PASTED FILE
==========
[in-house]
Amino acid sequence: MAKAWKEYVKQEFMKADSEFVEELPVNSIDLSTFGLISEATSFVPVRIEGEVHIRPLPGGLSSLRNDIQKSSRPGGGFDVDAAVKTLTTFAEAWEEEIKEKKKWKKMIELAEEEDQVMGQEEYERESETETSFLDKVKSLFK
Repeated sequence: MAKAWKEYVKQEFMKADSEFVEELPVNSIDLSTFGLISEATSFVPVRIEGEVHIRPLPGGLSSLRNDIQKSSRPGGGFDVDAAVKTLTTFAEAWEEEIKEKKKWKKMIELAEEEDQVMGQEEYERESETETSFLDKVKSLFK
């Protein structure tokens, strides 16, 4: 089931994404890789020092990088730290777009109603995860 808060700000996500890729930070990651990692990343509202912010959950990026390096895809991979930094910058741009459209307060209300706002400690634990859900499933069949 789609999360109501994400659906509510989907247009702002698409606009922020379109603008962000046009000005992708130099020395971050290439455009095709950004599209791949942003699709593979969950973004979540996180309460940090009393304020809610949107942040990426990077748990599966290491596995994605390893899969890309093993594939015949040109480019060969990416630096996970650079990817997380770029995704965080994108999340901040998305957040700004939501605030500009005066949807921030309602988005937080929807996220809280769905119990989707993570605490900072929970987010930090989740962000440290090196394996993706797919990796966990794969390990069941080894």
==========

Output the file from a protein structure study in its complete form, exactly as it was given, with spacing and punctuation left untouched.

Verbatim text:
[in-house]
Amino acid sequence: MAKAWKEYVKQEFMKADSEFVEELPVNSIDLSTFGLISEATSFVPVRIEGEVHIRPLPGGLSSLRNDIQKSSRPGGGFDVDAAVKTLTTFAEAWEEEIKEKKKWKKMIELAEEEDQVMGQEEYERESETETSFLDKVKSLFK
Repeated sequence: MAKAWKEYVKQEFMKADSEFVEELPVNSIDLSTFGLISEATSFVPVRIEGEVHIRPLPGGLSSLRNDIQKSSRPGGGFDVDAAVKTLTTFAEAWEEEIKEKKKWKKMIELAEEEDQVMGQEEYERESETETSFLDKVKSLFK
């Protein structure tokens, strides 16, 4: 089931994404890789020092990088730290777009109603995860 808060700000996500890729930070990651990692990343509202912010959950990026390096895809991979930094910058741009459209307060209300706002400690634990859900499933069949 789609999360109501994400659906509510989907247009702002698409606009922020379109603008962000046009000005992708130099020395971050290439455009095709950004599209791949942003699709593979969950973004979540996180309460940090009393304020809610949107942040990426990077748990599966290491596995994605390893899969890309093993594939015949040109480019060969990416630096996970650079990817997380770029995704965080994108999340901040998305957040700004939501605030500009005066949807921030309602988005937080929807996220809280769905119990989707993570605490900072929970987010930090989740962000440290090196394996993706797919990796966990794969390990069941080894």